The first paper listed above is from the National Renewable Energy Laboratory (NREL), and it is one of the most cited papers on the subject. This is partly because NREL has published several other relevant papers on similar topics. You can find the full list of NREL’s publications here. This organization also sponsors a yearly conference on solar energy, which you can learn more about here.
These papers, and many more, can be found in the Solar Resource Library which is where you should begin your search for relevant papers. You can also find the entire contents of the American Association for the Advancement of Science’s online public library here. Search the entire repository for relevant papers on solar energy design, and then use the navigation panel on the left to narrow your search to cite only the most relevant results.
Use The Right Bibliography Format
The next step is to properly format your bibliography. Every paper has a bibliography, including any cited papers, which provides a list of the sources that were used to create the work. For a scholarly paper, you must use a specific set of formatting rules, which follow a particular style known as the Chicago Manual of Style. You must also follow the guidelines for citation as explained in the previous section.
When writing your bibliography, begin by identifying the relevant papers that were used to create your work. For instance, if you are using the National Renewable Energy Laboratory’s database to gather the data for your paper, you should list NREL’s publications as a first-level source. Next, list the other papers that were crucial in your research, whether it was an article, a book, or a conference proceeding. Use a comma to separate each of the sources. The last step is to provide an indicator of the level of confidence you have in the data that was used to support your findings. For instance, if you are presenting your work at a conference and you have not yet published it, you can say that you are “pending publication” or that you are “working on a final version of [your] paper.”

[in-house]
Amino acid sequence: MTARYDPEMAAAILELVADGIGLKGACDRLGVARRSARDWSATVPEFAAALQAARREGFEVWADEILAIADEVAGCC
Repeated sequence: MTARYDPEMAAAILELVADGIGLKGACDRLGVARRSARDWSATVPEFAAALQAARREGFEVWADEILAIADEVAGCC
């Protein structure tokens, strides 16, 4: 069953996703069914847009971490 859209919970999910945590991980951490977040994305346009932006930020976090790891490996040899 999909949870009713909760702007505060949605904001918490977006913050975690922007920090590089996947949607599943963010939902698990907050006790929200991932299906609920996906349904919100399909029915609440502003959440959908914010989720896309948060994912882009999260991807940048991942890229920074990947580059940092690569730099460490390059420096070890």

If you follow these instructions, you will ensure that your bibliography looks precisely like the one below:
The formatter will then check your work for technical errors and provide you with a clean, formatted document. Once you are satisfied with the formatting, print off a hard copy to use as a reference during the rest of your academic career. If you find this paper useful, be sure to cite it in your own work:
“(1) NREL Report on Cost Trends for PV Systems in the United States, (2) A Primer on PV System Costs and Financial Analysis, (3) The Role of Financial Analysis in Solar Project Decisions, (4) PV System Performance and Economic Analysis, (5) The Effect of Financial Analysis on the Performance of a PV System, (6) PV System Performance and Citation, (7) PV System Performance and Economic Analysis, (8) A Review of the State of PV System Cost Studies in 2017, (9) The Impact of New Technologies on the Cost of a PV System, (10) The Role of Economics in PV Technology Investment Decisions, (11) The Future of Solar Energy, (12) Solar Radiation Management, (13) The Changing Face of Solar Power, (14) The Role of Government Policy in Promoting Solar Energy, (15) Renewable Energy and Sustainable Development: Opportunities and Challenges in Developing Countries, (16) Solar Resource Library, and (17) The American Association for the Advancement of Science’s online library.